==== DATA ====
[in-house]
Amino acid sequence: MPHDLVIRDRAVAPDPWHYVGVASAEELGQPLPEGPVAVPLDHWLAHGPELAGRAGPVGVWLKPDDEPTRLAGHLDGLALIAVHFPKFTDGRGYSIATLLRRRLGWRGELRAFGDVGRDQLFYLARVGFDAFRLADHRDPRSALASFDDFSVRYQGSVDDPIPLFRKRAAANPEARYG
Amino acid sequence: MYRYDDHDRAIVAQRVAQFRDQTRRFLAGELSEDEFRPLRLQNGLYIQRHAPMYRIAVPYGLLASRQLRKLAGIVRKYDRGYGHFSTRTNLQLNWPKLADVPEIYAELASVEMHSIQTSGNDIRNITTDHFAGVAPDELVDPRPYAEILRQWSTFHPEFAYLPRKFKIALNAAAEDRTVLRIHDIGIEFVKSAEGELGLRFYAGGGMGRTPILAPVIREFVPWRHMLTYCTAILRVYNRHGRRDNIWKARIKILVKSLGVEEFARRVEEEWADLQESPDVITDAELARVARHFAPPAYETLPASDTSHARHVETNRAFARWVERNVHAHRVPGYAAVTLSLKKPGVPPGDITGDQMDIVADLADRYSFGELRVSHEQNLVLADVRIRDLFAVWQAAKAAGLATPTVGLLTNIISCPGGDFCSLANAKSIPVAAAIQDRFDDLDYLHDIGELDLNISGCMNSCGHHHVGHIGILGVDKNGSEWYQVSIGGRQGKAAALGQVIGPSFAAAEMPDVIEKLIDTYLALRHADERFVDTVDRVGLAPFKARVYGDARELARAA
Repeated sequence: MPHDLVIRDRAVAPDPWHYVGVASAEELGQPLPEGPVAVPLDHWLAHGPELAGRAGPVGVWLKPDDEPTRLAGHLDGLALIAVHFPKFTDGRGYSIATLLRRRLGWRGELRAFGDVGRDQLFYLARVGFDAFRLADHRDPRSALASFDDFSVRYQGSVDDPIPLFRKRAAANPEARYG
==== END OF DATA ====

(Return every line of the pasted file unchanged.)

[in-house]
Amino acid sequence: MPHDLVIRDRAVAPDPWHYVGVASAEELGQPLPEGPVAVPLDHWLAHGPELAGRAGPVGVWLKPDDEPTRLAGHLDGLALIAVHFPKFTDGRGYSIATLLRRRLGWRGELRAFGDVGRDQLFYLARVGFDAFRLADHRDPRSALASFDDFSVRYQGSVDDPIPLFRKRAAANPEARYG
Amino acid sequence: MYRYDDHDRAIVAQRVAQFRDQTRRFLAGELSEDEFRPLRLQNGLYIQRHAPMYRIAVPYGLLASRQLRKLAGIVRKYDRGYGHFSTRTNLQLNWPKLADVPEIYAELASVEMHSIQTSGNDIRNITTDHFAGVAPDELVDPRPYAEILRQWSTFHPEFAYLPRKFKIALNAAAEDRTVLRIHDIGIEFVKSAEGELGLRFYAGGGMGRTPILAPVIREFVPWRHMLTYCTAILRVYNRHGRRDNIWKARIKILVKSLGVEEFARRVEEEWADLQESPDVITDAELARVARHFAPPAYETLPASDTSHARHVETNRAFARWVERNVHAHRVPGYAAVTLSLKKPGVPPGDITGDQMDIVADLADRYSFGELRVSHEQNLVLADVRIRDLFAVWQAAKAAGLATPTVGLLTNIISCPGGDFCSLANAKSIPVAAAIQDRFDDLDYLHDIGELDLNISGCMNSCGHHHVGHIGILGVDKNGSEWYQVSIGGRQGKAAALGQVIGPSFAAAEMPDVIEKLIDTYLALRHADERFVDTVDRVGLAPFKARVYGDARELARAA
Repeated sequence: MPHDLVIRDRAVAPDPWHYVGVASAEELGQPLPEGPVAVPLDHWLAHGPELAGRAGPVGVWLKPDDEPTRLAGHLDGLALIAVHFPKFTDGRGYSIATLLRRRLGWRGELRAFGDVGRDQLFYLARVGFDAFRLADHRDPRSALASFDDFSVRYQGSVDDPIPLFRKRAAANPEARYG